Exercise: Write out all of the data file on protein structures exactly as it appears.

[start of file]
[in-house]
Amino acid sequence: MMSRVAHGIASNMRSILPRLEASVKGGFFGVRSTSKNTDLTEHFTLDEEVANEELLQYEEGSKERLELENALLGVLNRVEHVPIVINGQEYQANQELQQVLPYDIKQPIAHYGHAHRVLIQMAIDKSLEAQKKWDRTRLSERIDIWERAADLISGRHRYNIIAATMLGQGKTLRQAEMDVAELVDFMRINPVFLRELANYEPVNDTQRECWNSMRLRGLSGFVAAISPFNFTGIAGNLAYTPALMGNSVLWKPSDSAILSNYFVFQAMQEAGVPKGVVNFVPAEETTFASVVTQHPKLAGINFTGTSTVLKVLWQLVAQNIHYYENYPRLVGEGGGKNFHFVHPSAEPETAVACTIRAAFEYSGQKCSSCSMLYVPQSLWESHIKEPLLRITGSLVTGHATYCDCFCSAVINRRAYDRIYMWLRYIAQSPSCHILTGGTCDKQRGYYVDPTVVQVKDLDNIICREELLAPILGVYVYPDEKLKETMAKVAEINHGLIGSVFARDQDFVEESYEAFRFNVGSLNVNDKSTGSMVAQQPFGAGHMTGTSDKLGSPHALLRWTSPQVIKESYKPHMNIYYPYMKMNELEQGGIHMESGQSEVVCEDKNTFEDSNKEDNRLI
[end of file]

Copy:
[in-house]
Amino acid sequence: MMSRVAHGIASNMRSILPRLEASVKGGFFGVRSTSKNTDLTEHFTLDEEVANEELLQYEEGSKERLELENALLGVLNRVEHVPIVINGQEYQANQELQQVLPYDIKQPIAHYGHAHRVLIQMAIDKSLEAQKKWDRTRLSERIDIWERAADLISGRHRYNIIAATMLGQGKTLRQAEMDVAELVDFMRINPVFLRELANYEPVNDTQRECWNSMRLRGLSGFVAAISPFNFTGIAGNLAYTPALMGNSVLWKPSDSAILSNYFVFQAMQEAGVPKGVVNFVPAEETTFASVVTQHPKLAGINFTGTSTVLKVLWQLVAQNIHYYENYPRLVGEGGGKNFHFVHPSAEPETAVACTIRAAFEYSGQKCSSCSMLYVPQSLWESHIKEPLLRITGSLVTGHATYCDCFCSAVINRRAYDRIYMWLRYIAQSPSCHILTGGTCDKQRGYYVDPTVVQVKDLDNIICREELLAPILGVYVYPDEKLKETMAKVAEINHGLIGSVFARDQDFVEESYEAFRFNVGSLNVNDKSTGSMVAQQPFGAGHMTGTSDKLGSPHALLRWTSPQVIKESYKPHMNIYYPYMKMNELEQGGIHMESGQSEVVCEDKNTFEDSNKEDNRLI